Driven to distraction by famous landmarks

Driven to distraction by famous landmarks
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As planning for Mark Wallinger’s white horse dubbed ‘The Angel of the South’ gets underway, new research released today reveals that an estimated 4 million (12 per cent) motorists have had an accident or near miss because they were distracted by famous roadside landmarks.

The research, conducted by esure car insurance2, found that two thirds (66 per cent) of those surveyed admitted that as a driver they are distracted by roadside landmarks and have often taken their eyes off the road to glance at these popular attractions.

The research revealed that Stonehenge in Wiltshire gets the most heads turning as it topped the poll as the most distracting landmark with Antony Gormley’s Angel of the North coming a close second - particularly worrying as it is seen by an estimated 90,000 people every day3.

Top Ten Most Distracting Landmarks:

Stonehenge, Wiltshire (62 per cent)
Angel of the North, Tyneside (60 per cent)
London Eye, London (40 per cent)
Windsor Castle, Windsor (38 per cent)
Celtic Chalk Figures, Dorset (36 per cent)
Wembley Stadium, London (29 per cent)
Hadrian’s Wall, Northumberland (24 per cent)
Long Man of Wilmington, Sussex (22 per cent)
Humber Bridge, Hull (20 per cent)
The Wallace Monument, Stirling, Scotland (13 per cent)
Over a quarter (28 per cent) of the motorists questioned admitted they have had to brake suddenly when driving passed a landmark - which could easily lead to a serious road incident.

Over half (52 per cent) of the motorists questioned said that they slow down when passing roadside landmarks so that they can see the sights while driving. A further 63 per cent - almost two thirds - confessed that passengers had encouraged them to take their eyes off the road to look at a roadside landmark.

Almost half (47 per cent) of those polled said that national landmarks such as the proposed white horse statue dubbed the ‘Angel of the South’ should not be built next to busy roads as they distract drivers, while nearly half (49 per cent) think that there should be road signs warning drivers to slow down due to upcoming roadside landmarks. A further 47 per cent said that they thought speed limits should be lower around roadside landmarks.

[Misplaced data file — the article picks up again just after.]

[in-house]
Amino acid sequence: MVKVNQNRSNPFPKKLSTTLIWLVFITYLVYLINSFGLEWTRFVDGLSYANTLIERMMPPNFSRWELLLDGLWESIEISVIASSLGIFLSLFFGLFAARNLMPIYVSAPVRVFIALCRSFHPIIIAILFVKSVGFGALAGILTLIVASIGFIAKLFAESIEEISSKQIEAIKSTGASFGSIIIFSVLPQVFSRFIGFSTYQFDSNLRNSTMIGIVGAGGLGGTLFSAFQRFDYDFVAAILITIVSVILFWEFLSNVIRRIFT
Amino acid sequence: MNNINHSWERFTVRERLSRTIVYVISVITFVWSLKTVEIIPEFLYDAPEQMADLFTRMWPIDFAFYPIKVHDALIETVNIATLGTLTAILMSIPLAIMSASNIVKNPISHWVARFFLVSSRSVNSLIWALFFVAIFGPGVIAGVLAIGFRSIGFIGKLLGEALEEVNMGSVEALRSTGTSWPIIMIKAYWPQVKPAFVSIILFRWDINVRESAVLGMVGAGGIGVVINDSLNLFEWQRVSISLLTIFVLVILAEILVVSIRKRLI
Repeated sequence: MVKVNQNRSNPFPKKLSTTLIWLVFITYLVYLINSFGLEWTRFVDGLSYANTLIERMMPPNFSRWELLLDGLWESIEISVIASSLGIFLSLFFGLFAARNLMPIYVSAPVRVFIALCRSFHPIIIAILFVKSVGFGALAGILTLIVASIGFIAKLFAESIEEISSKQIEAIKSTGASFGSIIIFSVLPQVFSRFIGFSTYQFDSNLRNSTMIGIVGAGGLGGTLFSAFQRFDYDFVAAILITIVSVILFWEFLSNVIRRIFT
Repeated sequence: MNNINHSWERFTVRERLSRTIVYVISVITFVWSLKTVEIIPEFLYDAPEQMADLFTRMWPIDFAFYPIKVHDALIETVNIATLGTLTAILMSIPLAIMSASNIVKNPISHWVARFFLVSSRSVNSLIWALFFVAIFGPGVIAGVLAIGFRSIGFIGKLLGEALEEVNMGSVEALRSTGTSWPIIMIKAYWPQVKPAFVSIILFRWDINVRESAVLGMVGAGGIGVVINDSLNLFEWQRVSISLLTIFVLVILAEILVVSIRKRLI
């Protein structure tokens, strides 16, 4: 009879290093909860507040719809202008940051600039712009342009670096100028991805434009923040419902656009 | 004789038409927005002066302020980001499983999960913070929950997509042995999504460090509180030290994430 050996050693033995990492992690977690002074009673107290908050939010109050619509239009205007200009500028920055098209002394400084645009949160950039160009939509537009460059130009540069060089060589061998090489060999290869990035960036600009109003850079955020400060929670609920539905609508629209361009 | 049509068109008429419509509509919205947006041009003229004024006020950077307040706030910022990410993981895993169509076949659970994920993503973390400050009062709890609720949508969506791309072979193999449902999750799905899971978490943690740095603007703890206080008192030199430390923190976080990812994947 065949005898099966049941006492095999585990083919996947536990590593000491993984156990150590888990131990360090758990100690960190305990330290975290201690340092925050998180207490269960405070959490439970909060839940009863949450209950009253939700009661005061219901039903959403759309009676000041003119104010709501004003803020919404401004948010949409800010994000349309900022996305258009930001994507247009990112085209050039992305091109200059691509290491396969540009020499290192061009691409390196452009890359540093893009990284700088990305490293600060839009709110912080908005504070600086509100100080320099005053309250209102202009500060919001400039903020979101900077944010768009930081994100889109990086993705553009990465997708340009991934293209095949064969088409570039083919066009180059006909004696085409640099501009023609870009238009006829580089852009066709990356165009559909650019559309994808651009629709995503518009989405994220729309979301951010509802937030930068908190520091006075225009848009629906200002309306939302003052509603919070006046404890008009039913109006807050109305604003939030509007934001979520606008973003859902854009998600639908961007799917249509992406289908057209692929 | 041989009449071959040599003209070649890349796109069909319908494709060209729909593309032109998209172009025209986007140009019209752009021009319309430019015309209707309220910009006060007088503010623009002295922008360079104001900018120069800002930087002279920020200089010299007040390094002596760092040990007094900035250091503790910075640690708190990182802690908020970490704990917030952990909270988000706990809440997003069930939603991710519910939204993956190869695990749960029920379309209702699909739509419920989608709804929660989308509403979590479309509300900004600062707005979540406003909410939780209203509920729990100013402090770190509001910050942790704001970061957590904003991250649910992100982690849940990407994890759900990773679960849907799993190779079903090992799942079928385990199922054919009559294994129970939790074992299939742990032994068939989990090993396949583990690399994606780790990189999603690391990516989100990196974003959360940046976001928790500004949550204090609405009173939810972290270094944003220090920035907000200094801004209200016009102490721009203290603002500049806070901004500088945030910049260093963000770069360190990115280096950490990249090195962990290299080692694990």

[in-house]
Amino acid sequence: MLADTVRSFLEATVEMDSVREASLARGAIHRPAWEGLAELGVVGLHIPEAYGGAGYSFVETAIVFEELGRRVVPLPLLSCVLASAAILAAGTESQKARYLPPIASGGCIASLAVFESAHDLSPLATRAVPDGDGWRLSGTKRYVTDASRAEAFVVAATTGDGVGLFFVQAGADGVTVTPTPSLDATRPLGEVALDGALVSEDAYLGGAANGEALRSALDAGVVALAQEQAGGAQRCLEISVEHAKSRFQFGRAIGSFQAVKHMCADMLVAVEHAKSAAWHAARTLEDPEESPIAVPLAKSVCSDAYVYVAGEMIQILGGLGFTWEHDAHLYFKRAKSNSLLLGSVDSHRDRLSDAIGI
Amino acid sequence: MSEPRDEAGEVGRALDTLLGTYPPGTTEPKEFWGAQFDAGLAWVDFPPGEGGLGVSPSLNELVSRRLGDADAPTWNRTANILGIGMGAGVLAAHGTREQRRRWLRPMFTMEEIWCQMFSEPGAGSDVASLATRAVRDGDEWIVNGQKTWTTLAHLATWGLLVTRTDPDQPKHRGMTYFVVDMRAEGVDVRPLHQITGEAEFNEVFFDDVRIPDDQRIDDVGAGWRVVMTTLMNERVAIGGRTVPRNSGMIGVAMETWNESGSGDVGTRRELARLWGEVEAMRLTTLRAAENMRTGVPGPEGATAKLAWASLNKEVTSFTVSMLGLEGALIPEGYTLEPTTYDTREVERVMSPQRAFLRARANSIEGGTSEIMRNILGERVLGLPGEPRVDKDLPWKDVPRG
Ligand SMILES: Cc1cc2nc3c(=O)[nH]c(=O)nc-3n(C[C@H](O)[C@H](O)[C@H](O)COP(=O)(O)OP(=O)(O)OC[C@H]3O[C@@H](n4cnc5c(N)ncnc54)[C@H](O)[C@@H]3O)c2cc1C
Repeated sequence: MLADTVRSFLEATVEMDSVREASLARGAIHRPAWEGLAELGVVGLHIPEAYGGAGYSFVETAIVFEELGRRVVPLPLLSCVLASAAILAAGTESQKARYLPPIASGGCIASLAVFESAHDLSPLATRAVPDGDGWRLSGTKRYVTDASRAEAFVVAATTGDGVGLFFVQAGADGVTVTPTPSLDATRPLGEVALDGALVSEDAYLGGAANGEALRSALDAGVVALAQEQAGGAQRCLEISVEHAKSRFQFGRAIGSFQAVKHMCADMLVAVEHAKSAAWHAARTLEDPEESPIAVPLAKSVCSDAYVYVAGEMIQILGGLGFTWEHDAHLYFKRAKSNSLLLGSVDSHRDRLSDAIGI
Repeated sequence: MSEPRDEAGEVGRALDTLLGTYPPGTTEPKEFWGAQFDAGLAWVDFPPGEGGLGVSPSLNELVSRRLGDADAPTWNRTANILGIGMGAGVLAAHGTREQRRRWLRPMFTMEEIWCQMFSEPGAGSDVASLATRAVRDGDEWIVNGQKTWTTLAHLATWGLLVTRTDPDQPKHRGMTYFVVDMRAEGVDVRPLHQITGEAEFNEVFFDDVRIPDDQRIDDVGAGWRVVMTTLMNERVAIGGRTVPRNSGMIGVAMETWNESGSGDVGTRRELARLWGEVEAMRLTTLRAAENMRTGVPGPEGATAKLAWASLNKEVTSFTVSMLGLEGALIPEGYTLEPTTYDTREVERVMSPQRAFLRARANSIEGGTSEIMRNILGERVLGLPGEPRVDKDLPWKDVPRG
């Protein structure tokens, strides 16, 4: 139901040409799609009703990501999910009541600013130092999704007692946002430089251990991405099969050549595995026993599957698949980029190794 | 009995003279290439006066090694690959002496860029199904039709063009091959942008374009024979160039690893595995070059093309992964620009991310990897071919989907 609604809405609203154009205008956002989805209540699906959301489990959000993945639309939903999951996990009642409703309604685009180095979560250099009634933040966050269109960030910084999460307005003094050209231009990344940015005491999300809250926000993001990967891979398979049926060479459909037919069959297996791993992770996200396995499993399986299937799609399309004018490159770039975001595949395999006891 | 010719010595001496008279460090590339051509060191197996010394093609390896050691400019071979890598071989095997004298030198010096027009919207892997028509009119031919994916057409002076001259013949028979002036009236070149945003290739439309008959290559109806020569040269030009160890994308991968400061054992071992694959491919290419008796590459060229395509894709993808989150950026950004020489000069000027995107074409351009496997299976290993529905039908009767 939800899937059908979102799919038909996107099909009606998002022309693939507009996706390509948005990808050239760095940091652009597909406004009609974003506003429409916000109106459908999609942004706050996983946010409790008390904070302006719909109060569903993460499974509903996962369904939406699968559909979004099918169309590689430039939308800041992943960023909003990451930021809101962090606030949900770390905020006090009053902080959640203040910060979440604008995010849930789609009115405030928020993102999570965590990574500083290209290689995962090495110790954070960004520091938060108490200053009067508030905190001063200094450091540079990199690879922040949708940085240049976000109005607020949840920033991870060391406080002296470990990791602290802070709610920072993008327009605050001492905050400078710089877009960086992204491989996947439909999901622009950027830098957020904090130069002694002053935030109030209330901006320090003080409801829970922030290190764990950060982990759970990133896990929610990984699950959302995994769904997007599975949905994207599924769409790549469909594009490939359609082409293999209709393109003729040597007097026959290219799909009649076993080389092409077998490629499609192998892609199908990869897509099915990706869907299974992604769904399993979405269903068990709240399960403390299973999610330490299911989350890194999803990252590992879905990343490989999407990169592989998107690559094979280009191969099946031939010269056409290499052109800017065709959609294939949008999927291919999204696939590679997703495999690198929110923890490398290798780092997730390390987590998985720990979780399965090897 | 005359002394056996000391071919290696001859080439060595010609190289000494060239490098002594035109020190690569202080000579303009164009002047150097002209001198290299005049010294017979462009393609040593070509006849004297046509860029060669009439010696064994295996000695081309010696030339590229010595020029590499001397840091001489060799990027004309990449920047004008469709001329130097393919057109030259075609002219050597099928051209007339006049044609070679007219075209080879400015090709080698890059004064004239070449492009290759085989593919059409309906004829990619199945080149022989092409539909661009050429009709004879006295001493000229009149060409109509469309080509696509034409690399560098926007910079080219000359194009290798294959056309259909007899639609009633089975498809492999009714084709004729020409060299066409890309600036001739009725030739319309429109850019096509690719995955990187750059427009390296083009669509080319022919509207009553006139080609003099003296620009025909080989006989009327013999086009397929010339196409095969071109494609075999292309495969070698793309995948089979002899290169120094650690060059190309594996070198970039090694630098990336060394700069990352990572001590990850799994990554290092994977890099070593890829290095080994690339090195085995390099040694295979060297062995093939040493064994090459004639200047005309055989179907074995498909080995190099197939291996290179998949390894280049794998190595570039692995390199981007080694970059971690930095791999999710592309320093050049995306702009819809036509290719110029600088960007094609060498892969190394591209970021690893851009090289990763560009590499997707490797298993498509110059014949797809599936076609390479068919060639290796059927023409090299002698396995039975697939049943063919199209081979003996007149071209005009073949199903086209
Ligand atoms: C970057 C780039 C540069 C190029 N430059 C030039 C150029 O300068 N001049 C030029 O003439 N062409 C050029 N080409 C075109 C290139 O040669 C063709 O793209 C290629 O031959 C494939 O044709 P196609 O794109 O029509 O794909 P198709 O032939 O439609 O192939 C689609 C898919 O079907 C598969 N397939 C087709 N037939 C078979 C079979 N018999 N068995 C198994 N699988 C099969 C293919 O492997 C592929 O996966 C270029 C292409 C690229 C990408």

Almost three quarters (73 per cent) said that viewing areas should be introduced around all roadside landmarks to allow drivers to stop safely to take pictures etc. Worryingly, over a third (35 per cent) admitted that they wouldn’t pull over in a lay-by to admire a roadside landmark while driving.

Mike Pickard, Head of Risk and Underwriting at esure car insurance, said: “Spotting famous landmarks has long been a fun part of road trips, but this can also lead drivers to distraction as they take their eyes away from the road, slow down or brake suddenly.

Motorists should keep their eyes on the road at all times - taking them off the road ahead even for a split second, could be dangerous. If motorists want to look at a landmark or take a quick photo, they should either pull into a lay-by when it is safe to do so or wait until they are not the ones in the driving seat.”

Regional Differences
Motorists in the North East, the region where the famous Angel of the North is sited, are most distracted by landmarks, with almost three quarters (73 per cent) of those polled admitting to taking their eyes off the road to quickly glance at roadside attractions.

15 per cent of motorists in Yorkshire admitted having had an accident or near miss when driving past a roadside landmark while over one in ten (13 per cent) Scottish drivers admitted the same claim.

Gender Divide
Female motorists are more likely to be distracted by roadside landmarks - 68 per cent say they are sometimes distracted enough to take their eyes away from the road compared to 63 per cent of male motorists.

Female motorists are also more concerned about safety around famous landmarks, with 43 per cent stating that there should be lower speed limits around distracting monuments whereas only 31 per cent of men think this should be the case.

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